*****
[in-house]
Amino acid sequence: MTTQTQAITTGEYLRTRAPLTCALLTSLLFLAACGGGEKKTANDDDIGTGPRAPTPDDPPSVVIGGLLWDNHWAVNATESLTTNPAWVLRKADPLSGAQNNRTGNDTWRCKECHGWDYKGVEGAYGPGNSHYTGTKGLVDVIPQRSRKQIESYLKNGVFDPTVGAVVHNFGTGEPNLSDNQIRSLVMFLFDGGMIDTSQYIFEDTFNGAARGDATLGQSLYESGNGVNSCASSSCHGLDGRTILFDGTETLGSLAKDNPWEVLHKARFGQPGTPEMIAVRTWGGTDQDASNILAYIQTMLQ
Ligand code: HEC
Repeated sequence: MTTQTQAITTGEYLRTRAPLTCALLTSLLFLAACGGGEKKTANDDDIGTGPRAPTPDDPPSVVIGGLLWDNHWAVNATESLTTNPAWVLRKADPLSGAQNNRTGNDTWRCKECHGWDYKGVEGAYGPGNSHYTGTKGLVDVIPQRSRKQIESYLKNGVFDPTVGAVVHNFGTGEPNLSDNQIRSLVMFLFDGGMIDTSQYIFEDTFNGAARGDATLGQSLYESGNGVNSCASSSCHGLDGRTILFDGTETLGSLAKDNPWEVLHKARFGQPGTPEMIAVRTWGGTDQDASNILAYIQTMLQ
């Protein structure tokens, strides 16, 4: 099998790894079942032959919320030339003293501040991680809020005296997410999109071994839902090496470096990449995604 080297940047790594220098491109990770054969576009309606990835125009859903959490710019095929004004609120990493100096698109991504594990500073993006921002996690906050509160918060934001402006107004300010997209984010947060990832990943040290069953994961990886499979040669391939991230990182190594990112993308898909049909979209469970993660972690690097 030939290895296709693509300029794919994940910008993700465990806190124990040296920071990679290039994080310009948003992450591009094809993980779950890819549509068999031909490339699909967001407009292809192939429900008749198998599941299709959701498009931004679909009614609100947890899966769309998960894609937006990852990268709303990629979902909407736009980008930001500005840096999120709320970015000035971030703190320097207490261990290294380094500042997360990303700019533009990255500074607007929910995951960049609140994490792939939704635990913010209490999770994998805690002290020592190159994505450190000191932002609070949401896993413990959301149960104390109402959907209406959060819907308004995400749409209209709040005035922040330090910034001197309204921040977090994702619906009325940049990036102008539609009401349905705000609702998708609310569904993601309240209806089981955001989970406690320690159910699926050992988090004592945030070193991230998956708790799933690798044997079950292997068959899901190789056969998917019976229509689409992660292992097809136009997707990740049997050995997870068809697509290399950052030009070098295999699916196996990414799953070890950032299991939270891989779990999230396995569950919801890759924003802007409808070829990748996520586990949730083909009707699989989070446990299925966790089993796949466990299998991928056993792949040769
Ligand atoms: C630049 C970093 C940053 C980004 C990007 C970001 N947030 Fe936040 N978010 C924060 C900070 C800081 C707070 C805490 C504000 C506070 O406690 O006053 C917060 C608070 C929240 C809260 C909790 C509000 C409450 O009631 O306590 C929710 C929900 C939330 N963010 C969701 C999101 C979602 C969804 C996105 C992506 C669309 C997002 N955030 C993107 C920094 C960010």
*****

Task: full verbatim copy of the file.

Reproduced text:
[in-house]
Amino acid sequence: MTTQTQAITTGEYLRTRAPLTCALLTSLLFLAACGGGEKKTANDDDIGTGPRAPTPDDPPSVVIGGLLWDNHWAVNATESLTTNPAWVLRKADPLSGAQNNRTGNDTWRCKECHGWDYKGVEGAYGPGNSHYTGTKGLVDVIPQRSRKQIESYLKNGVFDPTVGAVVHNFGTGEPNLSDNQIRSLVMFLFDGGMIDTSQYIFEDTFNGAARGDATLGQSLYESGNGVNSCASSSCHGLDGRTILFDGTETLGSLAKDNPWEVLHKARFGQPGTPEMIAVRTWGGTDQDASNILAYIQTMLQ
Ligand code: HEC
Repeated sequence: MTTQTQAITTGEYLRTRAPLTCALLTSLLFLAACGGGEKKTANDDDIGTGPRAPTPDDPPSVVIGGLLWDNHWAVNATESLTTNPAWVLRKADPLSGAQNNRTGNDTWRCKECHGWDYKGVEGAYGPGNSHYTGTKGLVDVIPQRSRKQIESYLKNGVFDPTVGAVVHNFGTGEPNLSDNQIRSLVMFLFDGGMIDTSQYIFEDTFNGAARGDATLGQSLYESGNGVNSCASSSCHGLDGRTILFDGTETLGSLAKDNPWEVLHKARFGQPGTPEMIAVRTWGGTDQDASNILAYIQTMLQ
């Protein structure tokens, strides 16, 4: 099998790894079942032959919320030339003293501040991680809020005296997410999109071994839902090496470096990449995604 080297940047790594220098491109990770054969576009309606990835125009859903959490710019095929004004609120990493100096698109991504594990500073993006921002996690906050509160918060934001402006107004300010997209984010947060990832990943040290069953994961990886499979040669391939991230990182190594990112993308898909049909979209469970993660972690690097 030939290895296709693509300029794919994940910008993700465990806190124990040296920071990679290039994080310009948003992450591009094809993980779950890819549509068999031909490339699909967001407009292809192939429900008749198998599941299709959701498009931004679909009614609100947890899966769309998960894609937006990852990268709303990629979902909407736009980008930001500005840096999120709320970015000035971030703190320097207490261990290294380094500042997360990303700019533009990255500074607007929910995951960049609140994490792939939704635990913010209490999770994998805690002290020592190159994505450190000191932002609070949401896993413990959301149960104390109402959907209406959060819907308004995400749409209209709040005035922040330090910034001197309204921040977090994702619906009325940049990036102008539609009401349905705000609702998708609310569904993601309240209806089981955001989970406690320690159910699926050992988090004592945030070193991230998956708790799933690798044997079950292997068959899901190789056969998917019976229509689409992660292992097809136009997707990740049997050995997870068809697509290399950052030009070098295999699916196996990414799953070890950032299991939270891989779990999230396995569950919801890759924003802007409808070829990748996520586990949730083909009707699989989070446990299925966790089993796949466990299998991928056993792949040769
Ligand atoms: C630049 C970093 C940053 C980004 C990007 C970001 N947030 Fe936040 N978010 C924060 C900070 C800081 C707070 C805490 C504000 C506070 O406690 O006053 C917060 C608070 C929240 C809260 C909790 C509000 C409450 O009631 O306590 C929710 C929900 C939330 N963010 C969701 C999101 C979602 C969804 C996105 C992506 C669309 C997002 N955030 C993107 C920094 C960010």